Romney Fundraises in Dallas While Obama Rubs Elbows With Beyoncé
Texans feted both presidential candidates Tuesday as Mitt Romney's campaign coped with the fallout from the candidate's latest blunder.
A day after unflattering footage of Mitt Romney dismissing 47 percent of Americans as “victims” dependent on government support began consuming the news cycle, the embattled GOP presidential candidate and his wife swung through Dallas for a pair of fundraisers. Meanwhile, President Barack Obama spent the evening in New York being feted by Beyoncé and Jay-Z at a $42,000-a-head fundraiser that brought in $4 million for his campaign.
After arriving in Dallas on “Hair Force One,” Ann Romney attended a luncheon at President’s George W. Bush’s Preston Hollow home. Then the Romneys headed to a reception and dinner at the Hilton Anatole hotel, appearing alongside U.S. Senator Kay Bailey Hutchison and oil magnate T. Boone Pickens, according to WFAA’s Teresa Woodard.
At the Hilton Anatole, Romney steered clear of the topic occupying the news cycle for the last 24 hours in Dallas, according to the Dallas Morning News‘s Gromer Jeffers, Jr., “Romney didn’t mention the uproar over his secretly recorded remarks, giving instead what amounted to a routine stump speech. He charged that Obama wants to ‘redistribute the wealth’ and seeks a government that intrudes in Americans’ lives.”
The events were hosted by Ray and Heather Washburne, according to Politico‘s Anna Palmer. “Texas moneyman Washburne said the event will be Romney’s last fundraiser in Dallas before the election and that they are focused on getting the last of the people sitting on the sidelines to give money,” Palmer reported, noting that Washburne helped bring in $3.5 million in June for Romney.
Filing a dispatch from Romney’s plane, New York Times‘s Michael Barbaro described the mood among those involved in the campaign as “palpably gloomy and openly frustrated.”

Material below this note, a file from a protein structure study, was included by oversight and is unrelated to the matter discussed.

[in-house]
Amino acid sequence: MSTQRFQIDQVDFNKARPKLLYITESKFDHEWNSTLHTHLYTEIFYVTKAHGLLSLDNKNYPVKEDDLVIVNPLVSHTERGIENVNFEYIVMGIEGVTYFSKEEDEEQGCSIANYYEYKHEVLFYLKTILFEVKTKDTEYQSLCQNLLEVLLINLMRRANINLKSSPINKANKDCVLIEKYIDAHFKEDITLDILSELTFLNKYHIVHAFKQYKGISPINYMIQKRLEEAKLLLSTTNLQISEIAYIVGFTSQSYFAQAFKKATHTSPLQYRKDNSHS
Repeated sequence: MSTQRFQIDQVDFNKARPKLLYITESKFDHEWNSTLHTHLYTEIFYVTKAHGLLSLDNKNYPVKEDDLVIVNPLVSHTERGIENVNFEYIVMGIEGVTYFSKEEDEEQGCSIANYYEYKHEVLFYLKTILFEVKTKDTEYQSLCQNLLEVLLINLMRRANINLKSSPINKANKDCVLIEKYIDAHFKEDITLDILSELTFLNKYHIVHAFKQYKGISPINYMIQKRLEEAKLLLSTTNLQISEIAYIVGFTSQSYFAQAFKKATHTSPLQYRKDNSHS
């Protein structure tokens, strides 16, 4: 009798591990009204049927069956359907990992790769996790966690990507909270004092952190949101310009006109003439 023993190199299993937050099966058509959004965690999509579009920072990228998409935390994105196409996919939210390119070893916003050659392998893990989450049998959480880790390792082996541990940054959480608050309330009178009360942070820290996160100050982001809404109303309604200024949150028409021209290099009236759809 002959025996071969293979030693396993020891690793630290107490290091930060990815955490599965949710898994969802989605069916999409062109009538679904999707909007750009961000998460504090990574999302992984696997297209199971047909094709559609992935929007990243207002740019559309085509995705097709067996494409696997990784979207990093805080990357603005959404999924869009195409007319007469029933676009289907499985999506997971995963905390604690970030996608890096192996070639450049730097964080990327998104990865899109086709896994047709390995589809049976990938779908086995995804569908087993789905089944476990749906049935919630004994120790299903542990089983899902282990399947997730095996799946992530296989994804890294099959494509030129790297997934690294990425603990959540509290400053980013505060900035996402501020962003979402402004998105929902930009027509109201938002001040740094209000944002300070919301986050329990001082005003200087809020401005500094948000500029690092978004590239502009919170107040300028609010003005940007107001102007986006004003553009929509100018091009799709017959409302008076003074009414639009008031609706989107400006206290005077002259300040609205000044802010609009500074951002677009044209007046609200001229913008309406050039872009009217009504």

Grim-faced aides acknowledged that it was an unusually dark moment, made worse by the self-inflicted, seemingly avoidable nature of the wound. In low-volume, out-of-the-way conversations, a few of them are now wondering whether victory is still possible and whether they are entering McCain-Palin ticket territory.
It may prove a fleeting anxiety: national polls show the race remains close, even though Mr. Romney trails in some key swing states.
Still, a flustered adviser, describing the mood, said that the campaign was turning into a vulgar, unprintable phrase.
The mood was very different some 1,550 miles away at Jay-Z’s 40/40 Club, the location for one of the president’s two fundraisers Tuesday. “I can’t tell you how proud we are to host tonight’s event with President Obama,” Beyoncé said in her introduction of the president. “We believe in his vision.”
Obama then took the mic and thanked the couple for their hospitality. “To J and B, thank you so much for your friendship. We are so grateful,” Obama said, adding that “Michelle, Sasha, and Malia are mad at me because they aren’t here.”
He took time to praise Bey: “Beyoncé couldn’t be a better role model for our daughters because she carries herself with such class and poise and has so much talent.”
Obama also effectively deployed some self deprecating humor, saying that he Jay-Z have a lot of common in that “[w]e both have daughters and our wives are more popular than we are. So, you know, we’ve got a little bond there. It’s hard but it’s okay.”
The Washington Post‘s Amy Gardner had some details from the “celebrity-in-chief’s” fundraiser, which attracted around one hundred deep-pocketed Democratic donors:
The club was filled with sharply dressed women in New York-high heels and men with expensive haircuts. Glass cases lining the walls contained scores of gold baseball bats and a collection of sports jerseys. Most in the audience listened raptly, either sitting on couches that lined glass-fronted tiers looking down on the club’s bar or standing along the balcony at the top of the club. Even some of the servers, in formal white shirts and black bow-ties, stood listening as Obama spoke.
According to the New York Times‘s Mark Landler, the president did not bring up the controversy roiling the Romney campaign at either fundraiser while reporters were present. But before the fundraisers, he taped a segment with David Letterman in which he tackled them head on, saying “My expectation is, if you want to be president, you’ve got to work for everybody, not just for some. … What I think people want to make sure of is, you’re not writing off a big chunk of the country.”